Tasmanian museum Mona was one of the first companies to pull the pin on their annual winter festival, and have since closed the doors of their business. But is that the end of them? Certainly not. Their emails which usually talk about the next gig, installation or exhibition coming up, have switched to relevant, timely content promoting their online shop. With countless people working from home while also managing small children, parents are frazzled. Just last week Mona sent out an email with the subject Surviving the kidpocalypse with a suggested number of e-commerce items to ‘buy peace + quiet’ – promoting children’s books and toys. Their messaging is cheeky, relevant, and completely honest, with the disclaimer: ‘To keep the ship afloat in these uncertain times, Mona might shout a bit more about its online shop and so forth. If you’d like to get us to shut up, click here’.
I’m staying subscribed just for the entertainment!
Get creative – reworking your offering doesn’t have to mean expensive spends.
It’s about focusing on the now and seeing what opportunities can present themselves. We’ve heard of gyms – many still closed around the world – loaning their exercise equipment out to members. One in particular loaning out over 35 stationary bikes, with gym instructors offering virtual spin classes. This is a great display of thinking outside the box that, with a bit of extra heavy lifting, gives you happy and retained customers.
Small bars with a licence to remain operational are providing home delivery or takeaway cocktails, complete with the garnishes, bar coasters and a link to the Spotify playlist they would be playing in the bar that evening. This allows customers to delight in something from their pre-Corona lives while being able to recreate the experience of a small bar at home. People are craving some relative normalcy and offerings like this go part of the way to doing so.
SEO is a good investment
Question: Where’s the best place to hide a dead body?
Answer: Page 2 of Google.
It’s funny because it’s true, with 75% of people not looking beyond page 1 of Google results.
If you can’t be found online right now, well, you can’t be found.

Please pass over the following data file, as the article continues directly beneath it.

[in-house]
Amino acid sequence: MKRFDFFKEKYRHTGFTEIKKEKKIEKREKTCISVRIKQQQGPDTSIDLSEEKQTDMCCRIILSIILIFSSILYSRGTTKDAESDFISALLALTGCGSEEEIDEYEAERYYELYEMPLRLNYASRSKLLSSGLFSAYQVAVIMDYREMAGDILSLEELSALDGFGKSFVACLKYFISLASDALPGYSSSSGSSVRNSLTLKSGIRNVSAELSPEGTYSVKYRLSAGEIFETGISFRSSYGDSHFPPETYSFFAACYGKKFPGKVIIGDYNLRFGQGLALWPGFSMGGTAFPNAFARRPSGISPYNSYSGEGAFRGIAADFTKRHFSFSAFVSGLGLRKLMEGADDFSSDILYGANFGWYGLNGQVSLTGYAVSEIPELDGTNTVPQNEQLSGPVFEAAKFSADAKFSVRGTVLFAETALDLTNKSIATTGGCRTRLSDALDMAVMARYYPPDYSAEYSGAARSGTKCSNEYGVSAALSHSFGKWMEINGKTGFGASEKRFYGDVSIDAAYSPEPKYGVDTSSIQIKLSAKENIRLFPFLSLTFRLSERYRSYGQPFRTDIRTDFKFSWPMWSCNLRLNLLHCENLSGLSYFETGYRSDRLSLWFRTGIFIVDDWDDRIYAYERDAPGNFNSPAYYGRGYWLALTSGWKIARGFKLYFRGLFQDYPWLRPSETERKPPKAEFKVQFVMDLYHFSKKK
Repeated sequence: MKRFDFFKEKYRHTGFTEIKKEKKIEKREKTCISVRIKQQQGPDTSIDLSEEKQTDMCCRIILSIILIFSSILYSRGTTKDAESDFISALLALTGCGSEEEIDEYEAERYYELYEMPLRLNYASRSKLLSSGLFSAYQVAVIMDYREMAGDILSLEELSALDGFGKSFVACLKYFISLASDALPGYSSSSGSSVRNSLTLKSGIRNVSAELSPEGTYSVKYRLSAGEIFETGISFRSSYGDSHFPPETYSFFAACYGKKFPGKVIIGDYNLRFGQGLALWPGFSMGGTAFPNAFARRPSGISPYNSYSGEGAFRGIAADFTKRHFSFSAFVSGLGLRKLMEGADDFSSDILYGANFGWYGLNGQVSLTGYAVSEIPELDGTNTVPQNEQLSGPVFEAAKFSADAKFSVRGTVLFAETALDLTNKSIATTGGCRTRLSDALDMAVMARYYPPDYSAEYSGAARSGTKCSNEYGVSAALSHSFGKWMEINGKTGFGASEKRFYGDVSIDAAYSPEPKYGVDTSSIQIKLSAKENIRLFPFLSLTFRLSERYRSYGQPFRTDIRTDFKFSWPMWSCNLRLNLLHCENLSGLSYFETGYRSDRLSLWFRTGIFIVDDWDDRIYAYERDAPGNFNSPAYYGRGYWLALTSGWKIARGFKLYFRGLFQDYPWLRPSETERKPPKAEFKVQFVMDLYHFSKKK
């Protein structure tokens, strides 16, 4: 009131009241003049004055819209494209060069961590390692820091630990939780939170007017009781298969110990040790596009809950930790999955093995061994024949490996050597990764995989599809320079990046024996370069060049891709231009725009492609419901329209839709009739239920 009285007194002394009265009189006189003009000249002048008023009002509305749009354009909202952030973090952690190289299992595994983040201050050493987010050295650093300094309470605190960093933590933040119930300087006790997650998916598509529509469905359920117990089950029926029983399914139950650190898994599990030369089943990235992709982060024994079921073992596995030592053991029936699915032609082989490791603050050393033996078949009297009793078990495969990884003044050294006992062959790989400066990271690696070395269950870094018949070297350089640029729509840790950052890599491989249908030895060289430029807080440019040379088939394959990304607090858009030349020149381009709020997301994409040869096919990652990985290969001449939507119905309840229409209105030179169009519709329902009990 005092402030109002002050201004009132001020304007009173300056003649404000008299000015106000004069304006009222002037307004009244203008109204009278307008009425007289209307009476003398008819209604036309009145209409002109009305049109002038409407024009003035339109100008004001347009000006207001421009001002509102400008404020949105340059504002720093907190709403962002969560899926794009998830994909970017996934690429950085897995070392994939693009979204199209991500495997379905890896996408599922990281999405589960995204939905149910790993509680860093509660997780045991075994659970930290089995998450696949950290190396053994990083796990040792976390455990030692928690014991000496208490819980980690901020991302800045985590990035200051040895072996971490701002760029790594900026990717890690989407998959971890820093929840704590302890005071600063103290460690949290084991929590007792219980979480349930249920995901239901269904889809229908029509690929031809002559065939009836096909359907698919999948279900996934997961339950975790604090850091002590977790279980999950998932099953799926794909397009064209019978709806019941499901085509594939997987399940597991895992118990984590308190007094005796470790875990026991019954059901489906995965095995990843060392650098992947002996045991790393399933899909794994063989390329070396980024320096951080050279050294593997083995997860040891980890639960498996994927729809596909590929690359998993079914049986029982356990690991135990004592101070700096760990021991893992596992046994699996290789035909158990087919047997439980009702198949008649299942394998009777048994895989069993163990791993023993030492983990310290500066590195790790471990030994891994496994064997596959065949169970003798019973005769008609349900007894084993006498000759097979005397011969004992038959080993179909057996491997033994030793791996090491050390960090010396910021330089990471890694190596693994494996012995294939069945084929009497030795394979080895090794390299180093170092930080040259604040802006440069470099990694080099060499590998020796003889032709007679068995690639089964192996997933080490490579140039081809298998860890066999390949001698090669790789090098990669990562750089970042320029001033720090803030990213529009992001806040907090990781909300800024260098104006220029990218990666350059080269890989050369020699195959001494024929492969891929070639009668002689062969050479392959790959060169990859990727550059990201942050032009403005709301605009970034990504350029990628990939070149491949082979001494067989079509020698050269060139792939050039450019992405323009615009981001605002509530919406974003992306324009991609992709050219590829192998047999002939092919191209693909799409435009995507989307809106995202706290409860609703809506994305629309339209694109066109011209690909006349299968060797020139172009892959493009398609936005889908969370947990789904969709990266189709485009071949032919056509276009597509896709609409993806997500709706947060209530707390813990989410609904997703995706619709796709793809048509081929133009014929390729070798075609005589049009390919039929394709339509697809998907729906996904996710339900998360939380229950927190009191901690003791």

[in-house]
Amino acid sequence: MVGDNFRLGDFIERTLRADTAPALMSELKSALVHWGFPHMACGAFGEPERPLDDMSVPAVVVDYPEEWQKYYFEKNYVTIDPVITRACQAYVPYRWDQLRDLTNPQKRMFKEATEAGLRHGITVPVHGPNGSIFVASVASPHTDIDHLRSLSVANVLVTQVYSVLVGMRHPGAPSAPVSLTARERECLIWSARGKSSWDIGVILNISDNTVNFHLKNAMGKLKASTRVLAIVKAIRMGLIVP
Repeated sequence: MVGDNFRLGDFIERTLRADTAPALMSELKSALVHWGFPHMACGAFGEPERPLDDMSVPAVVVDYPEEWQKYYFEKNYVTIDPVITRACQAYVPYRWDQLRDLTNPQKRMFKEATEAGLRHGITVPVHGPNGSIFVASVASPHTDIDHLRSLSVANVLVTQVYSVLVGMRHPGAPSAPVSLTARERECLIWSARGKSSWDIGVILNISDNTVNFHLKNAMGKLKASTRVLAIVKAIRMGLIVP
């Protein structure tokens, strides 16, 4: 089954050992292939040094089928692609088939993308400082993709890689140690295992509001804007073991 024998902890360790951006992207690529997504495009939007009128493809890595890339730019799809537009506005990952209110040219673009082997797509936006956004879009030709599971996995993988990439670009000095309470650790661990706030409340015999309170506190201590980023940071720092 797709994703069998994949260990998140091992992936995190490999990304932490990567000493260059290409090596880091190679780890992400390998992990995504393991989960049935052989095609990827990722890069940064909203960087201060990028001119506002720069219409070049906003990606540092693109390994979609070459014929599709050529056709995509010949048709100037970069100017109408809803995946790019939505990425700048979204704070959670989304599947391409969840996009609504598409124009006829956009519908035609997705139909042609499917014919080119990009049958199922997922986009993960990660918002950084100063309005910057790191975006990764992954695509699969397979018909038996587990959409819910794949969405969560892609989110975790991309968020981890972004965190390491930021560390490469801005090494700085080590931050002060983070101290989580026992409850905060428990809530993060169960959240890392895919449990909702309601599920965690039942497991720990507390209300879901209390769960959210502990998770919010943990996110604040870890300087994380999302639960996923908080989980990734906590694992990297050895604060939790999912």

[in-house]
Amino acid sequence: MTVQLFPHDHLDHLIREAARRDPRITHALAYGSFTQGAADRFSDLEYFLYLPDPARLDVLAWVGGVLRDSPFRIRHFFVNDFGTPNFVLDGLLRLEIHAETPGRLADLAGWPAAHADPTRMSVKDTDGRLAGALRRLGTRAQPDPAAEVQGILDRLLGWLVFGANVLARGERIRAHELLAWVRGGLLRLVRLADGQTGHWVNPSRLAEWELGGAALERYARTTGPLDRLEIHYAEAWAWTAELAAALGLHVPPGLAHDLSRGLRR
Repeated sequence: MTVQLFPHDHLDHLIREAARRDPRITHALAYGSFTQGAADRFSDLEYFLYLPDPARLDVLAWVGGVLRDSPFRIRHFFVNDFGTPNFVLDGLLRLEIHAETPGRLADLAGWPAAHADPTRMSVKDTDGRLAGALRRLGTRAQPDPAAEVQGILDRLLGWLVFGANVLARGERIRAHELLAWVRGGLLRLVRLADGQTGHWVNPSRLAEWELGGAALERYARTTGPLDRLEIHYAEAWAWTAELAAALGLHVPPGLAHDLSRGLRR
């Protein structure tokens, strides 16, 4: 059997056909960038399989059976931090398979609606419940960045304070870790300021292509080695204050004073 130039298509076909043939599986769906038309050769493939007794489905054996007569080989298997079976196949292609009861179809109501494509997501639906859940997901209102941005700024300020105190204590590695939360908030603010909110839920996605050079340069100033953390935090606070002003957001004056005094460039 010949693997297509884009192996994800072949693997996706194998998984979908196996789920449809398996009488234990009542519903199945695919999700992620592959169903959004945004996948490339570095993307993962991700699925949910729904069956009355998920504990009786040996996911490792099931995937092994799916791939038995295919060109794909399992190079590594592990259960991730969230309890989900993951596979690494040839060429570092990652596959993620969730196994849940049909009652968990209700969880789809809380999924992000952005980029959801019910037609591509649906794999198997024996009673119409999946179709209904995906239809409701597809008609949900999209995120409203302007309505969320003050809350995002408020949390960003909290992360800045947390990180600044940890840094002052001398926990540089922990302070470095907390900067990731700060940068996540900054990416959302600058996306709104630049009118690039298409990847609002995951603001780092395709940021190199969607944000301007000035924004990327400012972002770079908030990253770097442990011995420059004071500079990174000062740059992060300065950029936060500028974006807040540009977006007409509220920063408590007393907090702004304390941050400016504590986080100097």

Always wanted to start a podcast?
With (possibly) more time on your hands, maybe now’s the chance to get your audio series up. Sort yourself out with a plan, then pick up a microphone to boost your audio quality, and podcast away – connect and interviewing others online if your new podcast features guests. Hosting offerings can start from around $15 a month. And best of all, podcasts can be produced from your home office!
Now’s a great time to invest in yourself and your team. Have you had difficulty in the past finding the time to do that online course, listen to that business podcast or read that coaching book? While many of us are still busy, perhaps you can use the time you would have spent commuting to now find that time. An investment in you is an investment in your business.
A great place to start is The Forward Thinking Podcast which is filled with actionable marketing advice for your business. Each week we talk to inspirational business owners, brands and marketing experts to learn from their experiences on the front line and uncover what it takes to build a world-class business.
How will you change your marketing in these times of uncertainty?
Have you tried any of these ideas? If so, what were the results? If you haven’t tried any yet, which idea do you want to experiment with first? We’d love to hear your results in the comments below.
Metigy can also help you save time and resources in these uncertain times. Take a product tour to see how Metigy can help you automate planning, cross-posting and monitor your social efforts to ultimately boost your customer retention.